Scones are a tricky beast. Honestly, I had never loved making or eating them until I learned this method. It truly is the best scone recipe I’ve ever come across. It delivers just the right texture and you can easily customize it to be sweet or savoury. This is one from my back pocket. I really hope you enjoy them!
My scone story
You know how sometimes the paths of our lives meander somewhat before we realize what we’re actually doing is just another way of deviating from what we really want and therefore should be doing?
Well in my case, a few years back, I decided I wanted to start a scone company. I didn’t particularly love scones or feel that there was a huge gap in the scone market, I was just really good at making them. Plus, they had a decent profit margin, and according to the health and safety department I was legally allowed to make and sell them from my little apartment. This allowed me to keep a nice low overhead on my venture.
I called my company “Butter and Jam.” I bought a folding table, built a basic website, launched an Instagram account and a Facebook page, and I even threw down a couple hundred bucks to have a friend build me a bike trailer (AKA “The Sconemobile”) so I could bring my goods to market without the need to buy a car. (Ask me to tell you more about that story, it wasn’t exactly a smooth ride.)
I spent the spring and summer selling hundreds of my little creations at a local market, as well as supplying a couple of coffee shops. It was fun! I love to bake, after all, and there’s something very soothing about waking up early and cranking on the oven first thing in the morning and working my little home factory.
One summer was enough
It didn’t take me long to figure out that this wasn’t really my end game. I even admitted to people at the time that what I really wanted was to start a baked potato company, and that I was using the scone company to earn money first. Since then, I’ve realized that I don’t really want a baked potato company either. All I’ve ever really wanted is my own cooking show.
I think I’m more on track now, and that this blog is helping me move closer to that goal in a big way.
Update: I’ve been busy! Subscribe to my YouTube channel to see what I’ve been up to.
Back to the scones.
So the thing about scones, is, they aren’t the kind of thing I want to eat every day. Some of them are really bad! There are a lot of dry hockey pucks out there in the glass cases of coffee shops and diners. But, with a bit of know-how, a solid recipe, and a good cup of tea (or coffee, or whisky), a scone can be an absolutely perfect treat. These happen to be some of the lightest fluffiest scones out there. This recipe is by weight, because I’m evangelical about weighing ingredients for baking. If you haven’t bought a scale yet, you can use my quick guide to convert this recipe to cups. Or, just pop out and buy a scale!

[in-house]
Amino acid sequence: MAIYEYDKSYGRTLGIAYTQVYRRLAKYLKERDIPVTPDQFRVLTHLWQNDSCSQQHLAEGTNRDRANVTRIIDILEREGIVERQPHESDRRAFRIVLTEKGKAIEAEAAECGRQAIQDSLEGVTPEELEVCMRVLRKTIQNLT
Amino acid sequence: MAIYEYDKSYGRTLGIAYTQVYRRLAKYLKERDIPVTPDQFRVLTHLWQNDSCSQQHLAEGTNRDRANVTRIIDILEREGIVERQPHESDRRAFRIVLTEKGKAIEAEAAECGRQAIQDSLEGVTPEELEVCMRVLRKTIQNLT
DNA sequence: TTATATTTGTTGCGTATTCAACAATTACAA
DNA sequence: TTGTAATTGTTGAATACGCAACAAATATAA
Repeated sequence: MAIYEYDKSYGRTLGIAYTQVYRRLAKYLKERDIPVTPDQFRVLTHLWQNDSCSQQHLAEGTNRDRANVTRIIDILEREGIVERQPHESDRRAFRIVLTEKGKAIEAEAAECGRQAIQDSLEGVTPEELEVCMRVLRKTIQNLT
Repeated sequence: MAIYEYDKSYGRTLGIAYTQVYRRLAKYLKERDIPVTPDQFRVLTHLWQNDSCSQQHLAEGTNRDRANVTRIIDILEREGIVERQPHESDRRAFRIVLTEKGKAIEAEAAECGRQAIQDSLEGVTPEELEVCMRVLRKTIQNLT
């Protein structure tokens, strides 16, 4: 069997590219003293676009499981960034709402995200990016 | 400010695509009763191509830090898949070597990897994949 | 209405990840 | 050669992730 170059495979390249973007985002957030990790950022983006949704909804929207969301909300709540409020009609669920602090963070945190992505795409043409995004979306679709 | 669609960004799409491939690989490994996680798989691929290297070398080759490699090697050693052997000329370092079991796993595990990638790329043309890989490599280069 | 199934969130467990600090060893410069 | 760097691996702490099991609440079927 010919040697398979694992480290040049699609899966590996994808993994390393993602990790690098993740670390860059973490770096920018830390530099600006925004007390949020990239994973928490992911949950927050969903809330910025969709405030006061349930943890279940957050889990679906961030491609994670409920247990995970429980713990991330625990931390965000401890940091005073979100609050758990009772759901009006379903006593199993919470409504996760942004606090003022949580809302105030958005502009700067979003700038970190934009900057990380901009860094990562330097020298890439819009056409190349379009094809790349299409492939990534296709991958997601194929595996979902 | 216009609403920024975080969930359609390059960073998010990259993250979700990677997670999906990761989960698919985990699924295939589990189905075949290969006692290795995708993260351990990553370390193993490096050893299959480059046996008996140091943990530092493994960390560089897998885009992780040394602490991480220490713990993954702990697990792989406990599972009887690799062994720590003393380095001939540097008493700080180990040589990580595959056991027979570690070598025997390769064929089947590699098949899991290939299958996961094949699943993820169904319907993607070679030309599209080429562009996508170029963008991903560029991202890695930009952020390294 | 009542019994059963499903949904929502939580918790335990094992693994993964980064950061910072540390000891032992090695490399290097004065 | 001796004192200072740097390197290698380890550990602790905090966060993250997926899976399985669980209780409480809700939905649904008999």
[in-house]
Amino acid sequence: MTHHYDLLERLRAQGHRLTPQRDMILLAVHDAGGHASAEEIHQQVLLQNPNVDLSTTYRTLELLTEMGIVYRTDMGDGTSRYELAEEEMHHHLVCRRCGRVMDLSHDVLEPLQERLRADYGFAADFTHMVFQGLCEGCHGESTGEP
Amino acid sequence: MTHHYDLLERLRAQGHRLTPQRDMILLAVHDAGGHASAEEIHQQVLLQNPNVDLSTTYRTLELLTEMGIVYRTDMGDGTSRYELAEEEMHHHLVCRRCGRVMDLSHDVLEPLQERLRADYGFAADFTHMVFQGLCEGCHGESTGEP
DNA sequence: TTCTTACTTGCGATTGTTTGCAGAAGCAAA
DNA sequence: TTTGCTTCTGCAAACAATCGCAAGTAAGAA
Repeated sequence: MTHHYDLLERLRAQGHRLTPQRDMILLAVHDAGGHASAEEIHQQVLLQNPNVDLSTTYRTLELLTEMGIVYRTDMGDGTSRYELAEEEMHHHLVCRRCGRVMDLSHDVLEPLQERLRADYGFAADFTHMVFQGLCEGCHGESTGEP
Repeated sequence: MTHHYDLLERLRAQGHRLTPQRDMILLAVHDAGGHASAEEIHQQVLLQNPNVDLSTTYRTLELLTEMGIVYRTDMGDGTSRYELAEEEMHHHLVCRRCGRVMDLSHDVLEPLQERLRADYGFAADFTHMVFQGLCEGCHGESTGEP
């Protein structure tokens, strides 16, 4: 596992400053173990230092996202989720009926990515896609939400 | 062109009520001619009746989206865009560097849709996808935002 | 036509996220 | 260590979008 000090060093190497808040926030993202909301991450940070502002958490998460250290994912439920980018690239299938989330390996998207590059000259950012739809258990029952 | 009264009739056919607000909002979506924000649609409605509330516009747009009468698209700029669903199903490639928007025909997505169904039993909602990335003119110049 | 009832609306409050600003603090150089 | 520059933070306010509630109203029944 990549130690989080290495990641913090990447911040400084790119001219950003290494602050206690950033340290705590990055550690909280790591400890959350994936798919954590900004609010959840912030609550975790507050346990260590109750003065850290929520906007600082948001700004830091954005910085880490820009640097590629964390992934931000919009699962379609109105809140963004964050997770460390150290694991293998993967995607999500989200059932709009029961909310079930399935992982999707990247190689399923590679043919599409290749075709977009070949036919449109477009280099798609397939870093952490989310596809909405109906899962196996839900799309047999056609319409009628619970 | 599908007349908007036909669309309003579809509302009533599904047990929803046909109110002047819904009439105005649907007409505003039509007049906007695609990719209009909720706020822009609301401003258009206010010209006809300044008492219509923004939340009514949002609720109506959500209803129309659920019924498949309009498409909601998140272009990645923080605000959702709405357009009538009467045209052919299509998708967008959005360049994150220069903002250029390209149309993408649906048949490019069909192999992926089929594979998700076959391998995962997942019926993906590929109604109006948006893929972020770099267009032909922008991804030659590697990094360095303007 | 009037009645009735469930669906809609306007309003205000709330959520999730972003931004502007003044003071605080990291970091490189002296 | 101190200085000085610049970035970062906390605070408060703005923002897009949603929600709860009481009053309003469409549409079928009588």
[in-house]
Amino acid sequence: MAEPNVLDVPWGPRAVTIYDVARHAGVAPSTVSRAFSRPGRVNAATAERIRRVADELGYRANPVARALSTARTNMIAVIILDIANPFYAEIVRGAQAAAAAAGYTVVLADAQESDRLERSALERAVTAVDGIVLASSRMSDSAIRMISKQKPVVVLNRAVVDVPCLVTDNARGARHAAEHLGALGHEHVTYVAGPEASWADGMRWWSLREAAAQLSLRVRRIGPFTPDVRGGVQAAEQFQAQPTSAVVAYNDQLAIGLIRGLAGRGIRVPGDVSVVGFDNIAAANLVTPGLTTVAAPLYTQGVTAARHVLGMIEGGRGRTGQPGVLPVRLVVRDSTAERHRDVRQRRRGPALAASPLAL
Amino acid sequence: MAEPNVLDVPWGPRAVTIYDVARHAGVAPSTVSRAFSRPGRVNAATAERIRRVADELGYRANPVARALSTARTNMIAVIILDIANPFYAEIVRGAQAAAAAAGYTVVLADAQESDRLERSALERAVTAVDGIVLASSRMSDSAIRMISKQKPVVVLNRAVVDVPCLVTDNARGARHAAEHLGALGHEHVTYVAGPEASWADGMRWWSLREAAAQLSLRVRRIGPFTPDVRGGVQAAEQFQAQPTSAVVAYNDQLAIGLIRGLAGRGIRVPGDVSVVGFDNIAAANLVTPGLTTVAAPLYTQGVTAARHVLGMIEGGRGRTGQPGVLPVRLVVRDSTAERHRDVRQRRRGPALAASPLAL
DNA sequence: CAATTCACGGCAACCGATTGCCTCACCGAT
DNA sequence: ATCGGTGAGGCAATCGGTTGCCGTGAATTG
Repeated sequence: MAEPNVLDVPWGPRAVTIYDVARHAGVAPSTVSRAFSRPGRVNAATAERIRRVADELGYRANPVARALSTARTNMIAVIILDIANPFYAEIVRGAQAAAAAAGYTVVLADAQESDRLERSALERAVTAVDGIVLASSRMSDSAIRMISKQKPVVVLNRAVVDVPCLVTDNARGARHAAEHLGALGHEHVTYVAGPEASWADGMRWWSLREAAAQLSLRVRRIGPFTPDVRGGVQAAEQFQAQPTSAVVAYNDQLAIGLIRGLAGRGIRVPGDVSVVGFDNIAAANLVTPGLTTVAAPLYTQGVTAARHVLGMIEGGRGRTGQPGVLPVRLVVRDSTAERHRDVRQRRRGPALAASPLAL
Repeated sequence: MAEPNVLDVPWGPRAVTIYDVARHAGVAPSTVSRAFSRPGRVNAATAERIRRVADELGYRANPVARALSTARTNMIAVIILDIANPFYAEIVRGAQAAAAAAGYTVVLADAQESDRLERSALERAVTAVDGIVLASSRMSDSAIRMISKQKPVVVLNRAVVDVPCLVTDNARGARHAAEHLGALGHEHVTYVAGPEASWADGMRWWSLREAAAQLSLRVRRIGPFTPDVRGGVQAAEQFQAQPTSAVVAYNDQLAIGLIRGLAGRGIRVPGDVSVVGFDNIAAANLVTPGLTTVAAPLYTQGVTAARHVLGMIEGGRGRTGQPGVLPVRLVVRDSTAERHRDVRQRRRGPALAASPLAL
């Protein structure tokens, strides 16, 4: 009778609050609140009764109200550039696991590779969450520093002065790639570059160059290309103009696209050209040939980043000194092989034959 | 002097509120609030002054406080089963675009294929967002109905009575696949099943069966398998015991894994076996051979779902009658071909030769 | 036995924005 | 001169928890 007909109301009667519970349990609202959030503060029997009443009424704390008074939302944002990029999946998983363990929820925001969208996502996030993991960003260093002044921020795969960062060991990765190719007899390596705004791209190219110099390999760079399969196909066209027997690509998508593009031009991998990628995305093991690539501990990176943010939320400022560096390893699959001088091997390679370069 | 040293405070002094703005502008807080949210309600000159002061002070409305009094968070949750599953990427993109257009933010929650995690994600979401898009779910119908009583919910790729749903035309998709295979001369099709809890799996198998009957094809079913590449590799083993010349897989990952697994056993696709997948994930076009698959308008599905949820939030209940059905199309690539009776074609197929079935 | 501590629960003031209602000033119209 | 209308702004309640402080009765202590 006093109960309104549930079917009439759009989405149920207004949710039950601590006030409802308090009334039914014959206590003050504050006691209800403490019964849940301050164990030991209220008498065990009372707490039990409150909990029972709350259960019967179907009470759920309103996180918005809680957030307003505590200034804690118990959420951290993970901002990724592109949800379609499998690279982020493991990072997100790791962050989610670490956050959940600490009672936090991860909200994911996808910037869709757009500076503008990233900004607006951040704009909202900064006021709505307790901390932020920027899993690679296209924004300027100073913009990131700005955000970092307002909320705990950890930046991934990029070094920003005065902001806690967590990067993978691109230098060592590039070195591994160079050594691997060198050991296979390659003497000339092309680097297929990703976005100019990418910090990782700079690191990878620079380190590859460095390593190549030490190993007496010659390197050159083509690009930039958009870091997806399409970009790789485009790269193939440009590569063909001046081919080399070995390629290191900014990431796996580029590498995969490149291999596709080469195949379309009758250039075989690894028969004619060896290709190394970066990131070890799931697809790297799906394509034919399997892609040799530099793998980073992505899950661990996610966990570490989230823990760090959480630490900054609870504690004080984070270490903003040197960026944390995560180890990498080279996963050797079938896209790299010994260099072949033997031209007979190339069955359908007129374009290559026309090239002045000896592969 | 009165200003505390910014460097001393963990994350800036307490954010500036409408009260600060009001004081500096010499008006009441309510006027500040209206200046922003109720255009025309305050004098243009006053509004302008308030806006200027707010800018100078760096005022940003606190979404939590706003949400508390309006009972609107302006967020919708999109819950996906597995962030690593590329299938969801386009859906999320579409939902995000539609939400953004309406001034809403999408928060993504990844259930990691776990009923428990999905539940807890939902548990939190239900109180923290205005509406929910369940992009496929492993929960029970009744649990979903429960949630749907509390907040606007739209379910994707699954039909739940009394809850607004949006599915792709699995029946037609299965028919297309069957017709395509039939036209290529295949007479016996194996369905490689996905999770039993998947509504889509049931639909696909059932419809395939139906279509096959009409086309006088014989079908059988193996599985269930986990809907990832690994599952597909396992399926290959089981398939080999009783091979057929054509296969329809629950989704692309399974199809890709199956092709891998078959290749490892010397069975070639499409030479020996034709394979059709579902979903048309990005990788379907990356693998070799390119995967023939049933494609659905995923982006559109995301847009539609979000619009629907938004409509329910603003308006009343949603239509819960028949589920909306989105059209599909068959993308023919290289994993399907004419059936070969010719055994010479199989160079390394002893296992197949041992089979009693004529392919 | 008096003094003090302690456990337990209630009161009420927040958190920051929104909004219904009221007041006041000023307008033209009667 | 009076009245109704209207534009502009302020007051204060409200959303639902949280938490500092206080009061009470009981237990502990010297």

Some people brush egg wash and sprinkle sugar on the tops of sweet scones, but I tend to leave them floury. If I do put anything on top, it will be a bit of extra cheese for those savoury ones.
A few words on gluten-free scones:
Long story short, I don’t recommend going gluten free for this kinda thing. The best gluten-free baked goods of the world are the ones that DON’T rely too heavily on flour. Flourless chocolate cake like this one, or cheesecakes are great examples. A floury food like a scone needs flour.
But, I’m not here to tell you how to live your life!
I hope my best scone recipe works well for you! It has certainly served me well and I’m so happy to share the recipe–and my story, with you.
The Best Scone Recipe I Know
- 400 grams all-purpose flour
- 2 tablespoons baking powder
- 100 grams granulated sugar (omit for savoury scones)
- 100 grams butter
- Pinch of salt
- 1 egg
- 275 millilitres buttermilk or soured milk
For Sweet Scones, add things like:
- 100 grams raisins or dried cranberries
- 200 grams fresh or frozen blueberries
- Lemon zest
- Chopped chocolate
For Savoury Scones, add things like:
- 100 grams grated cheese
- A handful of sliced green onions
- 100 grams chopped cooked bacon or ham
- Fresh herbs
- Sift dry ingredients into a medium-sized bowl.
- Add butter and flake it into the dry ingredients with your fingers until there are no big chunks.
- Add any extras to the dry mixture (cheese, berries, raisins, whatever).
- Mix egg and buttermilk together in measuring jug.
- Add milk mixture to dry and bring together with a fork until just combined. Don’t overwork!
- Dump onto a floured surface and roll to about 1 inch thick.
- Cut out with biscuit cutters or a knife, to the desired size.
- Bake at 400 degrees for 15 – 18 minutes. They should be puffed up and beautiful!